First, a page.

Friday, August 24, 2018

Electric Drives By Marcel Jufer

Electric Drives By Marcel Jufer

Chapter 1. Introduction – Electric Drive Components.
Chapter 2. Driven Bodies
Chapter 3. Transmission
Chapter 4. Motors
Chapter 5. Motors: Characterization
Chapter 6. Global Design of an Electric Drive
Chapter 7. Heating and Thermal Limits
Chapter 8. Electrical Peripherals
Chapter 9. Electronic Peripherals
Chapter 10. Sensors
Chapter 11. Direct Drives
Chapter 12. Integrated Drives
An electric drive is a system providing an electromechanical conversion using an electric motor and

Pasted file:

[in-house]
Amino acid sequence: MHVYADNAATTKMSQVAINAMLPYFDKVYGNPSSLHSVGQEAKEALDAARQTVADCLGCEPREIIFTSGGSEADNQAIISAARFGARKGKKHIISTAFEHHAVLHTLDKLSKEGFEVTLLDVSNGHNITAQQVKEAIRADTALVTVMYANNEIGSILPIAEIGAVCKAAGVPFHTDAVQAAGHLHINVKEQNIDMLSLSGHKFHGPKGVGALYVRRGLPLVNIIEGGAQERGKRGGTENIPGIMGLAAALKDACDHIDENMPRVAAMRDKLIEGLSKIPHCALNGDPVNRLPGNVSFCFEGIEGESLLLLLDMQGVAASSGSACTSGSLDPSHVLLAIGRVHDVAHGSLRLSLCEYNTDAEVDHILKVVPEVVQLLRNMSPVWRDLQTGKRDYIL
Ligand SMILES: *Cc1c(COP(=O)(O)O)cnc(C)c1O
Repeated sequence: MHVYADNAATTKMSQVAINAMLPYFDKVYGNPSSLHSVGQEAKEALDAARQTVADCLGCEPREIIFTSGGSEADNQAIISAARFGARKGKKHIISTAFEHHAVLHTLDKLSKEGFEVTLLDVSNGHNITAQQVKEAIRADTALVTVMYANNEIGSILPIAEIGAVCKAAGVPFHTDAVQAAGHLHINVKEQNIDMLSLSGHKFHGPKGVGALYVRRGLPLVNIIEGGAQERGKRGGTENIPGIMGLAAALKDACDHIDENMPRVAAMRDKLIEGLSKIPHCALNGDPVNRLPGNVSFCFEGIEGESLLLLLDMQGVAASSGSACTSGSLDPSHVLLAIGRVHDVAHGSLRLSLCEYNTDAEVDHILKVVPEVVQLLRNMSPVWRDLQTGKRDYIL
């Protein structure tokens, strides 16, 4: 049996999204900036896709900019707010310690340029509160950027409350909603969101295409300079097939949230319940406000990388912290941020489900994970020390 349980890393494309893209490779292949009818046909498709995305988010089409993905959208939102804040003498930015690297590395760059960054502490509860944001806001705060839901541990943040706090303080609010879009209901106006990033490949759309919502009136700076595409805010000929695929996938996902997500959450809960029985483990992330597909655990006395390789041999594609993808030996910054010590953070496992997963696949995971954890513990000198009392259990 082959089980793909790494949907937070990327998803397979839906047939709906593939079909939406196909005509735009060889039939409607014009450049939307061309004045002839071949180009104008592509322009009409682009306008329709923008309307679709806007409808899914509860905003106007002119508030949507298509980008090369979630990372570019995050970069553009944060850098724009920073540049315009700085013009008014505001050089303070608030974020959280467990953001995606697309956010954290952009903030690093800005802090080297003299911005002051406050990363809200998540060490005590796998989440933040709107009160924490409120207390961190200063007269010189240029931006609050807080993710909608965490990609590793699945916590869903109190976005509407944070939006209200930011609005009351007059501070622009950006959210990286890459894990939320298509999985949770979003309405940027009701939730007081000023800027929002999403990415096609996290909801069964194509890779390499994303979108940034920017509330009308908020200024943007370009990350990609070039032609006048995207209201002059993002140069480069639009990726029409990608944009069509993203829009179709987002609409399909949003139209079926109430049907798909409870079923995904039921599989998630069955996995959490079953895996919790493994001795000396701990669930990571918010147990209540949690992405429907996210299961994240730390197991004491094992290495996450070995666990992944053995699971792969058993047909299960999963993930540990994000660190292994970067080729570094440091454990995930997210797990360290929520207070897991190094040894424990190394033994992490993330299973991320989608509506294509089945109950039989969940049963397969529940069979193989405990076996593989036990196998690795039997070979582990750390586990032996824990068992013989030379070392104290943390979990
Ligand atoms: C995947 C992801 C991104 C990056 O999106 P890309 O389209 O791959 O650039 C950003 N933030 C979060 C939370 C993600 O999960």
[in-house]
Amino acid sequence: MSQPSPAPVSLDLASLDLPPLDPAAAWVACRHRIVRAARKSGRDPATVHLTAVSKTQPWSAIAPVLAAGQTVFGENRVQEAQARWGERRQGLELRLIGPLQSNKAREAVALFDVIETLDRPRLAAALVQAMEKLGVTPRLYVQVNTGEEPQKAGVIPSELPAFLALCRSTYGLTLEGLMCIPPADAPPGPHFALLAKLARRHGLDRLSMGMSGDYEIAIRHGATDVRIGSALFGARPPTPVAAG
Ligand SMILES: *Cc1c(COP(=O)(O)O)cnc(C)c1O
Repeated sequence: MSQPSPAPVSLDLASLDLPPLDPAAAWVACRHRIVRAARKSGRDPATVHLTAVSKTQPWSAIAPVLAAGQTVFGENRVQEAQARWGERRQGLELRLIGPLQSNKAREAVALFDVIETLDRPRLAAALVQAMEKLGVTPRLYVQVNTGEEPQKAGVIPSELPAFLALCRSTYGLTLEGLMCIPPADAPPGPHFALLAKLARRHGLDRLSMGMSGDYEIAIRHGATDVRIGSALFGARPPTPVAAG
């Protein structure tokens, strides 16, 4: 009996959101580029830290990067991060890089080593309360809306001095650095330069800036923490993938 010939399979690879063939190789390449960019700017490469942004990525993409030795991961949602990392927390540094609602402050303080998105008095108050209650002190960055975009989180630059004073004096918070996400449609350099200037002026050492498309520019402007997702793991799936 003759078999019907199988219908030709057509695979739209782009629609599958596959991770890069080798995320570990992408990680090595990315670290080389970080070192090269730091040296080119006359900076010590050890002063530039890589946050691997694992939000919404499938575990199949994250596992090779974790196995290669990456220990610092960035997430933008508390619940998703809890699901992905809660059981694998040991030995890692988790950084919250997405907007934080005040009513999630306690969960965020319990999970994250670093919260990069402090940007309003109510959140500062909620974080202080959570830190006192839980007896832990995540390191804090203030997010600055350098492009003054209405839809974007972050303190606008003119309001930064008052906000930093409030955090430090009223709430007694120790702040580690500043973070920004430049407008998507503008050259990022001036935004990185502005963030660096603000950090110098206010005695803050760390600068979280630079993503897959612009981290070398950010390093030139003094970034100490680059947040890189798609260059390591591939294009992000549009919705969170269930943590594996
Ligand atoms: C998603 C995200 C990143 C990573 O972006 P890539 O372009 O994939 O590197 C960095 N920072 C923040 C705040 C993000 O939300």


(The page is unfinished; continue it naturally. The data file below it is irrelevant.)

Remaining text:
including all the peripherals necessary for transmission, supply and control. The concept of a system, in opposition to the motor only, is characteristic of the electric drive. The quality of this system is evaluated based on the weakest component. The electric drive must be adapted to the application considered, using some of its components. The driven body (pump, machine tool, tracer, computer peripheral, robot, etc.), if it is not an integral part of the drive, determines its characteristics via the specifications which follow. Any driven body is characterized by a function: pumping, position transfer, machining, oscillating movement, speed control, etc. The specifications objective is to translate this function into the terms of electric drive. Furthermore, a certain number of constraints, bound to the environment associated with the driven body, can intervene: primary electric source, atmosphere and ambient temperature, dimensional constraints (diameter, length, mass), etc.Most electric drives can be characterized by the reference or rated running of the load. This corresponds to the torque that the system can permanently supply, without over heating any of its components. It is related to a reference speed ΩN. This reference speed is not the maximum possible speed. By rule and without particular precision, any drive has to withstand an over-speed of 20% of the rated speed.


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